5 min

When religions deliver the services

As government downloads to charities, clients and patients get force fed religion

The relationship between religion and government flows both ways.

Not only are many religious groups seeking more control and influence over government, governments are increasingly moving towards downloading as many of their social services as possible. And much of that downloading is onto the backs of faith-based organizations.

But with many faiths viewing everyone who doesn’t share their beliefs as a sinner, there are major questions as to whether those organizations will fairly and impartially help everyone who needs it.

And, given that many religious organizations are strongly opposed to homosexuality, the situation leaves many queers in need of help potentially facing a social agency predisposed to discriminate against them, even if the agency is receiving public funds.

Brent Hawkes, the senior pastor of the queer-friendly Metropolitan Community Church Of Toronto, says any such discrimination shouldn’t be allowed.

“One of the premises is that if you receive public funds, you must abide by public policy.”

Hawkes says that premise has generally worked fairly well when it comes to providing services, but he does recognize that cases of discrimination do exist.

And, perhaps unsurprisingly, one particularly notable example of that discrimination against queers stems from a hot-button issue ? gay and lesbian couples adopting or fostering children.

The Catholic Children’s Aid Society Of Toronto will not allow gay or lesbian couples to foster or adopt children in their care, despite federal and provincial laws making it clear that such discrimination is not allowed. The CCAS in Toronto received a total of close to $92 million in funding from the federal and provincial governments in 2006, according to Revenue Canada.

In January, the CCAS sent out an e-mail to a queer couple stating, “The Catholic Children’s Aid Society is not currently accepting applications to foster from same-sex couples.”

According to Margaret O’Reilly, the adoption services manager, “We look for Catholic families for children in our care. Our general rule is to place children in Catholic families and the Catholic church does not sanction same-sex couples. We are a faith-based agency and we are guided by our values. If people aren’t able to adopt with us, there are other agencies.”

Asked about the legal aspects of their discrimination, O’Reilly says, “I can’t speak to the human rights aspect.”

But according to Anne Machowski, of the provincial Ministry Of Children And Youth Services, the CCAS is not allowed to discriminate in such a fashion.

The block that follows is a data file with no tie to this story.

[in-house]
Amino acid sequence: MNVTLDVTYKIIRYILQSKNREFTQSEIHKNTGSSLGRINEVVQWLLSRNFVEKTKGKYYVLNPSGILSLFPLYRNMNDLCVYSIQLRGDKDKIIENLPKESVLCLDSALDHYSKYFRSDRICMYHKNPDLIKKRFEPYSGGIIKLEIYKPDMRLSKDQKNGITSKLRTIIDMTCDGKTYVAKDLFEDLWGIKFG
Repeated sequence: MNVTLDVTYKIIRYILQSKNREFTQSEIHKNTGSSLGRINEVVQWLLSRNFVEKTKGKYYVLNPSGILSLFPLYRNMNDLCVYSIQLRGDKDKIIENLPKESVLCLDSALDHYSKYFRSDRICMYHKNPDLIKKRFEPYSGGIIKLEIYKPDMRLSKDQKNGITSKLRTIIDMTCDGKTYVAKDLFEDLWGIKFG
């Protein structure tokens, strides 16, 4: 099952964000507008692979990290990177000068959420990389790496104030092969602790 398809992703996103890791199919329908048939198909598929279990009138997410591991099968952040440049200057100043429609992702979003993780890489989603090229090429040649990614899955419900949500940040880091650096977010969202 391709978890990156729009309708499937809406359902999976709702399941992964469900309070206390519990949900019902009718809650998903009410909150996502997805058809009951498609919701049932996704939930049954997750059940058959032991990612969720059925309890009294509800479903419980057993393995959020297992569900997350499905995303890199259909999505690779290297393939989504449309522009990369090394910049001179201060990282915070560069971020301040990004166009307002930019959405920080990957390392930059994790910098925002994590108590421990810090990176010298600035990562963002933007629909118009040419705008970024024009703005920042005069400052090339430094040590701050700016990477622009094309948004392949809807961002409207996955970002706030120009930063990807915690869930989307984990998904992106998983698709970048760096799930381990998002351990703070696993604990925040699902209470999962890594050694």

“Children’s aid societies, private adoption licensees and licensed domestic and international adoption agencies are expected to provide adoption services in accordance with both the Canadian Charter Of Rights And Freedoms and the Ontario Human Rights Code. Children’s aid societies are expected to offer foster care services in accordance with the Canadian Charter Of Rights And Freedoms and the Ontario Human Rights Code.

“All Ontario residents may adopt or foster a child without being subject to discrimination on the basis of such factors as race, religion, age, ethnic origin, mental/physical disability, gender, sexual orientation, or marital status.

“Under the Child And Family Services Act, an application to adopt a child can be made by one individual or jointly by two individuals who are spouses of one another. Same-sex spouses may apply jointly to adopt a child. The primary goal in adoption is to select the most suitable family for the child in need of a permanent home.

“With respect to adoptive and foster care placements, the best interests of the child are always paramount.”

In Ottawa, the homeless shelter The Ottawa Mission is accused of only providing lunch to those homeless people who attend their 11am chapel service. The Ottawa Mission received $3,079,505 from the municipality in 2005, according to Revenue Canada.

And according to Bill Ryan, a professor in McGill University’s School Of Social Work and the co-author of a study on care for queer seniors in Canada, those seniors often face prejudice from the homes they often end up in.

“Those faith-based groups that have the most institutions tend to be the rightwing ones. There’s a real danger in that to those who are concerned about homophobia. In Quebec, for example, most nursing homes are Saint this and Saint that, and there’s crucifixes all over the place. Nurses, caregivers would come in and tell them it was blasphemy.